• Break down big problems into smaller parts. For example, answer one letter or phone call per day, instead of dealing with everything at once.
• Drive in the slow lane or avoid busy roads to help you stay calm while driving.
• Smell a rose, hug a loved one or smile at your neighbor.
When stress makes you feel bad, do something that makes you feel good. Doing things you enjoy is a natural way to fight off stress.
You don't have to do a lot to find pleasure.
Try to do at least one thing every day that you enjoy, even if you only do it for 15 minutes.
• Start an art project (oil paint, sketch, create a scrap book or finger paint with grandchildren).
• Read a favorite book, short story, magazine or newspaper.
• Have coffee or a meal with friends.
• Play golf, tennis, ping-pong or bowl.
• Sew, knit or crochet.
• Listen to music during or after you practice relaxation.
• Take a nature walk — listen to the birds, identify trees and flowers.
• Make a list of everything you still want to do in life.
• Watch an old movie on TV or rent a video.
• Take a class at your local college.
• Play cards or board games with family and friends.
Relaxation is more than sitting in your favorite chair watching TV. To relieve stress, relaxation should calm the tension in your mind and body. Some good forms of relaxation are yoga and meditation.
Like most skills, relaxation takes practice. Many people join a class to learn and practice relaxation skills.
Deep breathing is a form of relaxation you can learn and practice at home using the following steps. It's a good skill to practice as you start or end your day. With daily practice, you will soon be able to use this skill whenever you feel stress.
1. Sit in a comfortable position with your feet on the floor and your hands in your lap or lie down. Close your eyes.
2. Picture yourself in a peaceful place. Perhaps you're lying on the beach, walking in the mountains or floating in the clouds. Hold this scene in your mind.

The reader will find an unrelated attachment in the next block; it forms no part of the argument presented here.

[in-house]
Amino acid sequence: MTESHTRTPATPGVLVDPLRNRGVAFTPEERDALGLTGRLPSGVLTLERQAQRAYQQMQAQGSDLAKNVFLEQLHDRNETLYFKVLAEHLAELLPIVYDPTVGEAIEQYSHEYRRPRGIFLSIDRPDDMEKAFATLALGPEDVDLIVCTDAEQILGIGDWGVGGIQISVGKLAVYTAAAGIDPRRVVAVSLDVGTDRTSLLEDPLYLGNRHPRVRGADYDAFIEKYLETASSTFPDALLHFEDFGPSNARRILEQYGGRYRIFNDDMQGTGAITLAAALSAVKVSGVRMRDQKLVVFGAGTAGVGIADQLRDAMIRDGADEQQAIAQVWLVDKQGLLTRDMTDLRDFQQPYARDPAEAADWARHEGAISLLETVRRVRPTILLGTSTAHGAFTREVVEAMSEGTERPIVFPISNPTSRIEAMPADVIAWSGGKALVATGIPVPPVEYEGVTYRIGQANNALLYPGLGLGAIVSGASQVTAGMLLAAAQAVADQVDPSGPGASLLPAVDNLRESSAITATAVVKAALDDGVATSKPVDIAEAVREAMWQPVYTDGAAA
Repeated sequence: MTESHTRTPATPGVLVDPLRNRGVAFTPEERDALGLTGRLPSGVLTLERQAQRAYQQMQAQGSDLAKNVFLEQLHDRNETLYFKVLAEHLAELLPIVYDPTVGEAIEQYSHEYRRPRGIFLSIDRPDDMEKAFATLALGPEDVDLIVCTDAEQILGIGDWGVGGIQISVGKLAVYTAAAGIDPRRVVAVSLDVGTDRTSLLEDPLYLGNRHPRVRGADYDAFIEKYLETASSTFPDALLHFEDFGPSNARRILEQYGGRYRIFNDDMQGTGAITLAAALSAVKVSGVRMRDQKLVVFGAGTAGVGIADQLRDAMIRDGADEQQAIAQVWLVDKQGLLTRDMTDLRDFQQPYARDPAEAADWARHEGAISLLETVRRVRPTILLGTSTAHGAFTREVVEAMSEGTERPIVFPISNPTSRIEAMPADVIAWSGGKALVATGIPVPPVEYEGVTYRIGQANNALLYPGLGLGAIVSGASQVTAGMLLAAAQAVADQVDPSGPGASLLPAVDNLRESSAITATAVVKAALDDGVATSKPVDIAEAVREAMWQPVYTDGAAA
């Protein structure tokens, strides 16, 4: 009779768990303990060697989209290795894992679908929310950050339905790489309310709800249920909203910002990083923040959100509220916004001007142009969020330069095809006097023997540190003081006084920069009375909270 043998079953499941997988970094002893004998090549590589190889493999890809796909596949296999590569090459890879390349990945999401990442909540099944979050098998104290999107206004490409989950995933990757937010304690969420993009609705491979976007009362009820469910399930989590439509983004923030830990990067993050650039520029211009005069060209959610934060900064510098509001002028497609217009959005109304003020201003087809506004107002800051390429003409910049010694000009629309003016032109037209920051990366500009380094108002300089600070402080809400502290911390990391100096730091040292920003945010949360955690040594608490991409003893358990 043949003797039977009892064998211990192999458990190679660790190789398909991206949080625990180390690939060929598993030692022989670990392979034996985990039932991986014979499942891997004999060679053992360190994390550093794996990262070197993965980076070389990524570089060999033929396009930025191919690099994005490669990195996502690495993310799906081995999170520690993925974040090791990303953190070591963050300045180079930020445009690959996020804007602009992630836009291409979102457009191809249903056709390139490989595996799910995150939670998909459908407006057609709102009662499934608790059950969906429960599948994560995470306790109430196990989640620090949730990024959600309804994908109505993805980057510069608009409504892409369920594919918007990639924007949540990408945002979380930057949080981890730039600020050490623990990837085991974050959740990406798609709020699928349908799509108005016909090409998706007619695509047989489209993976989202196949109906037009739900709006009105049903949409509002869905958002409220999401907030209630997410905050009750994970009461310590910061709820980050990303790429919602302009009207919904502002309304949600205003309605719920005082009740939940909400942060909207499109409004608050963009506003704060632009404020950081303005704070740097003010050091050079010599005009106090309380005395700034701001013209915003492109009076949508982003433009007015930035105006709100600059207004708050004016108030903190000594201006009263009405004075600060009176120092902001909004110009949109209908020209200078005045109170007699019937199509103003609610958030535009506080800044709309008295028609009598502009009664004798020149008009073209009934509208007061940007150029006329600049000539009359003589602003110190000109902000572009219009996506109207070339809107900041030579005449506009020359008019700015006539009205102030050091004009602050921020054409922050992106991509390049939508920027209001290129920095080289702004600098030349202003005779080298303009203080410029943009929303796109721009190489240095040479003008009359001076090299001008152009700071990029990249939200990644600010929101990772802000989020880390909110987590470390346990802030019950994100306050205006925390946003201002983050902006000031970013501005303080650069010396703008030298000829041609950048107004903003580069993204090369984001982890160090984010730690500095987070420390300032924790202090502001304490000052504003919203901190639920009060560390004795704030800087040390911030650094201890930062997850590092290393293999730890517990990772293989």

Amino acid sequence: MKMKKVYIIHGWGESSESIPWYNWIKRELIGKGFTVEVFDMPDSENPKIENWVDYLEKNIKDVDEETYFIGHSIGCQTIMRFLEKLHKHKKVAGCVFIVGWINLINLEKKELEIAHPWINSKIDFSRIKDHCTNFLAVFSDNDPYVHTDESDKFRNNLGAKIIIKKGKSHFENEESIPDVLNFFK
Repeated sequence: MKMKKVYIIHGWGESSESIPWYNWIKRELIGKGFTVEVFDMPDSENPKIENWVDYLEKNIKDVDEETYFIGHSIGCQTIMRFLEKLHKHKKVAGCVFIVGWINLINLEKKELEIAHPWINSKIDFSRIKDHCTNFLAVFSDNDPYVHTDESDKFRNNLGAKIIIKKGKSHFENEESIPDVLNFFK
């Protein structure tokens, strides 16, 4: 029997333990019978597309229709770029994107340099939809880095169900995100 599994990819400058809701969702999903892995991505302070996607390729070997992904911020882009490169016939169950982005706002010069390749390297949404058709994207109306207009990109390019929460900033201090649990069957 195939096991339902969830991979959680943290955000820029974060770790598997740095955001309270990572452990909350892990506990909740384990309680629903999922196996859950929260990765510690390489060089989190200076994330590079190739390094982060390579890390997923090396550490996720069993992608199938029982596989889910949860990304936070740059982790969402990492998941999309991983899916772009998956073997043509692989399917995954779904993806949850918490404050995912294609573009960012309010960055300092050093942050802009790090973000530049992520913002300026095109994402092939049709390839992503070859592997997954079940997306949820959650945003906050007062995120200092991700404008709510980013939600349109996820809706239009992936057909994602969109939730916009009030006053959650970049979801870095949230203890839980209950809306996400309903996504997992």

3. Inhale and exhale. Focus on breathing slowly and deeply.
4. Continue to breathe slowly for 10 minutes or more.
5. Try to take at least five to 10 minutes every day for deep breathing or another form of relaxation.
More information about Stress Management and other healthy tips can be found on the American Heart Association website at www.heart.org.
What is stroke?
A stroke or “brain attack” occurs when a blood clot blocks an artery (a blood vessel that carries blood from the heart to the body) or a blood vessel (a tube through which the blood moves through the body) breaks, interrupting blood flow to an area of the brain. When either of these things happen, brain cells begin to die and brain damage occurs.
What are the signs and symptoms of a stroke?
Common stroke symptoms include:
• Sudden numbness or weakness of the face, arm or leg- especially on one side of the body.
• Sudden confusion, trouble speaking or understanding.
• Sudden trouble seeing in one or both eyes.
• Sudden trouble walking, dizziness, loss of balance or coordination.
• Sudden severe headache with no known cause.
Always remember to act F.A.S.T. Use this test for recognizing and responding to stroke symptoms.
Face: Ask the person to smile. Does one side of the face droop?
Arms: Ask the person to raise both arms. Does one arm drift downward?
Speech: Ask the person to repeat a simple sentence (e.g. “It’s sunny today”. Are their
words slurred? Can the person repeat the sentence correctly?)
Time: If the person shows any symptoms, time is important. Call 9-1-1 immediately.
Reducing your risk for stroke:
Prevention guidelines (click on a topic to learn more):
If you drink alcohol, do so in moderation.
Know your cholesterol number.
Control your diabetes.
Enjoy a lower sodium (salt), lower fat diet. Consult a physician before beginning any diet plan.
Urinary Tract Infections
What is a Urinary Tract Infection (UTI)?
When bacteria enter the bladder through the urethra causing inflammation and infection. This condition can be preventable by practicing good personal hygiene; drinking plenty of fluids; and if medication is prescribed, take ALL of the required dosage.
What are the signs & symptoms of a UTI?
A strong, persistent urge to urinate; a burning sensation when urinating; passing frequent, small amounts of urine; urine that appears cloudy; urine that appears bright pink or cola colored-a sign of blood in the urine; strong-smelling urine (ammonia smell); pelvic pain, in women; rectal pain, in men; change in behavior; elevated temperature; elevated blood sugar in diabetics.
The Heart and Stroke Healthy City Recognition Program is based on proven interventions that have made a significant difference in increasing physical activity and better eating habits, as well as reducing tobacco use, and decreasing response time to heart attacks and strokes.